Servicer/tender grips donor satellite with one robot arm as it severs the boom-carrying
antenna with another.
Defense Advanced Research Projects Agency Concept

DARPA’s GEO Satellite Recycling Plan On Schedule

By Graham Warwick
Source: Aviation Week & Space Technology
February 04, 2013

Graham Warwick
Washington

Reusing hardware already in orbit, rather than launching a new spacecraft, could dramatically cut the cost of providing military satellite communications, but requires a technology leap to enable robotic servicing in geosynchronous orbit and beyond.

Under the Phoenix demonstration planned for 2016, the U.S. Defense Advanced Research Projects Agency (DARPA) plans to show that a robotic vehicle can remove the antenna from a retired spacecraft in graveyard orbit and attach systems to it to rebuild a functioning communications satellite in geostationary orbit (GEO).

Phoenix aims to “increase the return on investment for Defense Department space missions by really lowering the cost,” says David Barnhart, Darpa program manager. The program centers on developing “a different way of building spacecraft, with some level on on-orbit assembly to add hardware and use what is already up there.”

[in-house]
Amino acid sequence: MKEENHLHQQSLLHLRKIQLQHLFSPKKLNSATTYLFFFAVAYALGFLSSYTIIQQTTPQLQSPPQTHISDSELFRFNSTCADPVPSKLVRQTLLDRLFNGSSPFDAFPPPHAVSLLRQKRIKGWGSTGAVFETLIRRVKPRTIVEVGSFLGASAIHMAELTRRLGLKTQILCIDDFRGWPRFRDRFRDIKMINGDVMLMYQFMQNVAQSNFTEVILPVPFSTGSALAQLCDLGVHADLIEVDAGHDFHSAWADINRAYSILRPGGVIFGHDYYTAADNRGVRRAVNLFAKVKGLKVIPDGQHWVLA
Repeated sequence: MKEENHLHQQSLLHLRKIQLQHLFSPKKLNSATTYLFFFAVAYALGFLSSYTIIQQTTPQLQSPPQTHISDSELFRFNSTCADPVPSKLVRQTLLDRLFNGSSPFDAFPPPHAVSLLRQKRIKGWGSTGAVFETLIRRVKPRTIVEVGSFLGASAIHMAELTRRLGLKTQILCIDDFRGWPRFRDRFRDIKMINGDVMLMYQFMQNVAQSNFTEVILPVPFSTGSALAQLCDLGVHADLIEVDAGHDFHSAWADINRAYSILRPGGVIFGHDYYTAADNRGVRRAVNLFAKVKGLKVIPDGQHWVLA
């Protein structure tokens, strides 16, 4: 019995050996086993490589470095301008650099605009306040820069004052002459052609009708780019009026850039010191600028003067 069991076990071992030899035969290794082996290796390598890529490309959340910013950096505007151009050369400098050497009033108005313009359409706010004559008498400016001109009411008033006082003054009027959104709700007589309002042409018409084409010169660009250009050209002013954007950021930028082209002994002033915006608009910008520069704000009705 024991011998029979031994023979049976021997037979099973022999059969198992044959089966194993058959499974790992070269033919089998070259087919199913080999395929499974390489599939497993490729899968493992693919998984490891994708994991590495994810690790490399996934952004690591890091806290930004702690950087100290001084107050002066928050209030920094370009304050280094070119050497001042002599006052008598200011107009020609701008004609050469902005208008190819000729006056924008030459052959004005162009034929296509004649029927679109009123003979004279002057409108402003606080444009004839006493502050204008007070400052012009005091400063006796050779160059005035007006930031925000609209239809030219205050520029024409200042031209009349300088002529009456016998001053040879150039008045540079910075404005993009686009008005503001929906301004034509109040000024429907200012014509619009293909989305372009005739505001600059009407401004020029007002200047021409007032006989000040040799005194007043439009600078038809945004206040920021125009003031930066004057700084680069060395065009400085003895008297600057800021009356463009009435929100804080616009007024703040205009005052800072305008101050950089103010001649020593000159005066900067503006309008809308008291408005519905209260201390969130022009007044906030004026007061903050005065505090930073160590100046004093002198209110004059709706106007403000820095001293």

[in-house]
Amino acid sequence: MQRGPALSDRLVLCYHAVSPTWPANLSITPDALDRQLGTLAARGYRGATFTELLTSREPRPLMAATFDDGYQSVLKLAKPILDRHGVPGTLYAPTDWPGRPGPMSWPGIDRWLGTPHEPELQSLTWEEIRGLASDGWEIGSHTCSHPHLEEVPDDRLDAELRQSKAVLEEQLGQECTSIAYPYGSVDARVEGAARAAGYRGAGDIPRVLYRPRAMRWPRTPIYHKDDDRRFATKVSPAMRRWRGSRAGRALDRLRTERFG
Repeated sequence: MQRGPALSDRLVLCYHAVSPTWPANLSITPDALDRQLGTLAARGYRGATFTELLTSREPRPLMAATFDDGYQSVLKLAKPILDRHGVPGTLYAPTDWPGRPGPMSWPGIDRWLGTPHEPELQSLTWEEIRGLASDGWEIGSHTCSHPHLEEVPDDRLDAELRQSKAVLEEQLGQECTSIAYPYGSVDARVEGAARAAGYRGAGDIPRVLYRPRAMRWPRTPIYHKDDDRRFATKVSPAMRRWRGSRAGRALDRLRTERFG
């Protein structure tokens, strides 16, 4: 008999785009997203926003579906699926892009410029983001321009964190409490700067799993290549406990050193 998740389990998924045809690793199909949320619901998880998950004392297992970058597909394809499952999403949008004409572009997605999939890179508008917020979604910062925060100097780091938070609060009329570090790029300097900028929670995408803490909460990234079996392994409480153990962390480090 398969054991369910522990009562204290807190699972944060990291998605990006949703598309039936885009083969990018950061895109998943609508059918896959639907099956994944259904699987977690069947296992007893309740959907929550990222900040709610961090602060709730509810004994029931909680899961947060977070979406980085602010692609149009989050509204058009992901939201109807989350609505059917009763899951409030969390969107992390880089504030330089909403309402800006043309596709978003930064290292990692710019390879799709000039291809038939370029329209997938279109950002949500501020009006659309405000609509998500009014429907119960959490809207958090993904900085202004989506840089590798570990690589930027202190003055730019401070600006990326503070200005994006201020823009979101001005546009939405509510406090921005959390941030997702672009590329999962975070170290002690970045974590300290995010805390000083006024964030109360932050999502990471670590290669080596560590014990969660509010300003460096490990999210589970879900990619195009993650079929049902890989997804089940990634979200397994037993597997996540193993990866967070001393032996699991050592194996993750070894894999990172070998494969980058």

Although antennas average only 2-3% of a communications satellite’s mass, the cost of the spacecraft increases proportionally with aperture size, in turn driving the size of booster and cost of launch into GEO. “The dollars per specific mass is not that high for an antenna, but if you have to send up a large satellite on a large booster the cost is very high,” he says.

An example is the $350 million sticker price on NASA’s TRDS-K data-relay satellite, with its two 4.9-meter-dia. (16-ft.) unfolding parabolic antennas, and the likely $200 million price tag for its launch in January by Atlas V. “The cost depends on the size of the antenna. With a large commercial aperture, say 18 meters, this architecture could provide a potential 10 times reduction,” he says.

Read more: Darpa’s GEO Satellite Recycling Plan On Schedule — Aviation Week & Space Technology.

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